Nutrition for Cigarette Smokers

Cigarette smoking is the cause of many health problems, such as cancer, heart disease, stroke, lung disease, and high blood sugar. It may also make it hard for the body to absorb and use nutrients, such as calcium, vitamin C, and vitamin D. Chemicals from cigarettes can also cause damage and irritation to blood vessels throughout the body.

Healthy habits may help ease the effects of cigarette smoking. Supplements have also been used to ease some effects.

Natural Therapies

Nutrition supplements have been tested to see if they ease damage from cigarettes. However, there is not enough data to support nutrition supplements for cigarette smokers. We will review future studies as they are published.

Editorial process and description of evidence categories can be found at EBSCO NAT Editorial Process.

Herbs and Supplements to Be Used With Caution

Talk to your doctor about all herbs or pills you are taking. Some may get in the way of your treatment or other health problems you may have.


1. Wang MY, Peng L, et al. Noni juice improves serum lipid profiles and other risk markers in cigarette smokers. ScientificWorldJournal. 2012;594657.

2. Bamonti F, Pellegatta M, et al. An encapsulated juice powder concentrate improves markers of pulmonary function and cardiovascular risk factors in heavy smokers. J Am Coll Nutr. 2013;32(1):18-25.

3. Din JN, Archer RM, et al. Effect of ω-3 fatty acid supplementation on endothelial function, endogenous fibrinolysis and platelet activation in male cigarette smokers. Heart. 2013 Feb;99(3):168-174.

4. Belcaro G, Hu S, et al. A controlled study shows daily intake of 50 mg of French Pine Bark Extract (Pycnogenol®) lowers plasma reactive oxygen metabolites in healthy smokers. Minerva Med. 2013 Aug;104(4):439-446.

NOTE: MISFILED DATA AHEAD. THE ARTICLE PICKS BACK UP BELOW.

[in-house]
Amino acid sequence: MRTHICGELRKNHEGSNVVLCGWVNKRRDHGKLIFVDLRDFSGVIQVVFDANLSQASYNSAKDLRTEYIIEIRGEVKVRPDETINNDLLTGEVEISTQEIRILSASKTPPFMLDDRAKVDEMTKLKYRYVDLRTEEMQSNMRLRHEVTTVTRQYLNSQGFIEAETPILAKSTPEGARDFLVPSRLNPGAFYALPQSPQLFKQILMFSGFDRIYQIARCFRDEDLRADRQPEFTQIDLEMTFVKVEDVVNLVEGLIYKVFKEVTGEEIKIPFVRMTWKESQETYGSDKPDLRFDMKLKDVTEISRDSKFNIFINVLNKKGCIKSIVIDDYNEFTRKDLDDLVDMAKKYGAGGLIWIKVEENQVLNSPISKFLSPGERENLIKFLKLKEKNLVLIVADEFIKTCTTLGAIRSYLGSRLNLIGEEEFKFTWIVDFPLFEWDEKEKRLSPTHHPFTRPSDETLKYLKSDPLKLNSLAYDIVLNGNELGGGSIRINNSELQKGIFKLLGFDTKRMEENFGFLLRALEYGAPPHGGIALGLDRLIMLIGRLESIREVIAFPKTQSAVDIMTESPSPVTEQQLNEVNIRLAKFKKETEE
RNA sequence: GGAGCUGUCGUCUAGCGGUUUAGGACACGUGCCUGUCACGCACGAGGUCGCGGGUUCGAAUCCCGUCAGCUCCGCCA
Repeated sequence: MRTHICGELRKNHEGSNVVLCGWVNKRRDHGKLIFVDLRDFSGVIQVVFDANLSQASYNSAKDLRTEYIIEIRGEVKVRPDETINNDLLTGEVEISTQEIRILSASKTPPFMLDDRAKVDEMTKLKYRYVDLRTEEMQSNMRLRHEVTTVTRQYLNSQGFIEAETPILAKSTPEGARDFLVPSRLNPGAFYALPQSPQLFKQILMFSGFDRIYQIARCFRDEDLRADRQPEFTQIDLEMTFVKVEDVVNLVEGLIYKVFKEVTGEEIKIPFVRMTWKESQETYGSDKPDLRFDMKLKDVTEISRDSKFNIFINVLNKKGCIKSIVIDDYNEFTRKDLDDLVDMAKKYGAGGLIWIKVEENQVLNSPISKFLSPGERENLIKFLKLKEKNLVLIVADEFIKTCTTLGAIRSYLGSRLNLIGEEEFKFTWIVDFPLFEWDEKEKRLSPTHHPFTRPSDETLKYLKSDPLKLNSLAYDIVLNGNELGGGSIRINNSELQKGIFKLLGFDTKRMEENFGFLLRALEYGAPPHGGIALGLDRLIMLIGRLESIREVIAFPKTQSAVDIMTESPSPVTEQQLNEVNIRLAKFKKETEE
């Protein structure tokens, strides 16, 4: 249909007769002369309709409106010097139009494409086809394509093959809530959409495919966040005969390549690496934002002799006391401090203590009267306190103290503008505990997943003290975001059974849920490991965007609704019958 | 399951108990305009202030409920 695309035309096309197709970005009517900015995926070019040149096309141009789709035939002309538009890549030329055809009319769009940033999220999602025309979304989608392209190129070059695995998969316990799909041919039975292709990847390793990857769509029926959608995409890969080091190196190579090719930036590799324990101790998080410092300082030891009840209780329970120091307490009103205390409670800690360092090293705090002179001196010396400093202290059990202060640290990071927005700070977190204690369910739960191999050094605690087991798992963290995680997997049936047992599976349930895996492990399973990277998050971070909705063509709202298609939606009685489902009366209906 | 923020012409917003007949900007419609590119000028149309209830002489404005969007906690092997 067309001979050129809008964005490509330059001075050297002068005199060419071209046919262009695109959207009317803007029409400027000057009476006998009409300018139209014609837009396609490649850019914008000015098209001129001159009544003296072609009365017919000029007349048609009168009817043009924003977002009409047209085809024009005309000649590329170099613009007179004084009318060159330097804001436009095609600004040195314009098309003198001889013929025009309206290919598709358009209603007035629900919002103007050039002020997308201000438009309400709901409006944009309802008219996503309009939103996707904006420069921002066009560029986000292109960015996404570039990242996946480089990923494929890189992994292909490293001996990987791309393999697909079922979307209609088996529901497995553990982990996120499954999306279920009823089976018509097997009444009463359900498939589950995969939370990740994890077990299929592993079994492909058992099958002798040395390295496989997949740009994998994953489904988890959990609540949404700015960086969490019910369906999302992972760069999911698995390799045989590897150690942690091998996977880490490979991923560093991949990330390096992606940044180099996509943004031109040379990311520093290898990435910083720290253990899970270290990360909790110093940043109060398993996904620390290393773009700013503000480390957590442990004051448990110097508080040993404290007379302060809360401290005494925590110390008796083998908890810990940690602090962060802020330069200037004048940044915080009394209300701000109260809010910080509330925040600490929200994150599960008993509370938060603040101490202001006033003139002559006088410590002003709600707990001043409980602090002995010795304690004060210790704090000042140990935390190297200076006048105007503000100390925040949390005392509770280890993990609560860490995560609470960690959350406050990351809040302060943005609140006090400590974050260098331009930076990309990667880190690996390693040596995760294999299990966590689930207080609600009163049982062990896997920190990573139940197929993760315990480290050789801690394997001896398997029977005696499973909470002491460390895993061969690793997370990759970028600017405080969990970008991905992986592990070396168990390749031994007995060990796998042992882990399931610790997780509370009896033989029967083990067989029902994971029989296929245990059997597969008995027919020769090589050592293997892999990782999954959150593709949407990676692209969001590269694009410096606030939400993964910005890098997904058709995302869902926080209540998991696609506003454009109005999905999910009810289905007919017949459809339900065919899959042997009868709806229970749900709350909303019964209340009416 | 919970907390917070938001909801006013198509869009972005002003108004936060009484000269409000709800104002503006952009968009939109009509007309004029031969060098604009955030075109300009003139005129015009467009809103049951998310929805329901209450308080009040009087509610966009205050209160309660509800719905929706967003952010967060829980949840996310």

5. Ghorbanihaghjo A, Safa J, et al. Protective effect of fish oil supplementation on DNA damage induced by cigarette smoking. J Health Popul Nutr. 2013 Sep;31(3):343-349.

6. Kokkou E, Siasos G, et al. The impact of dietary flavonoid supplementation on smoking-induced inflammatory process and fibrinolytic impairment. Atherosclerosis. 2016 Aug;251:266-272.

Last reviewed February 2020 by EBSCO NAT Review Board Eric Hurwitz, DC
Last Updated: 5/10/2020

EBSCO Information Services is fully accredited by URAC. URAC is an independent, nonprofit health care accrediting organization dedicated to promoting health care quality through accreditation, certification and commendation.

This content is reviewed regularly and is updated when new and relevant evidence is made available. This information is neither intended nor implied to be a substitute for professional medical advice. Always seek the advice of your physician or other qualified health provider prior to starting any new treatment or with questions regarding a medical condition.

To send comments or feedback to our Editorial Team regarding the content please email us at Our Health Library Support team will respond to your email request within 2 business days.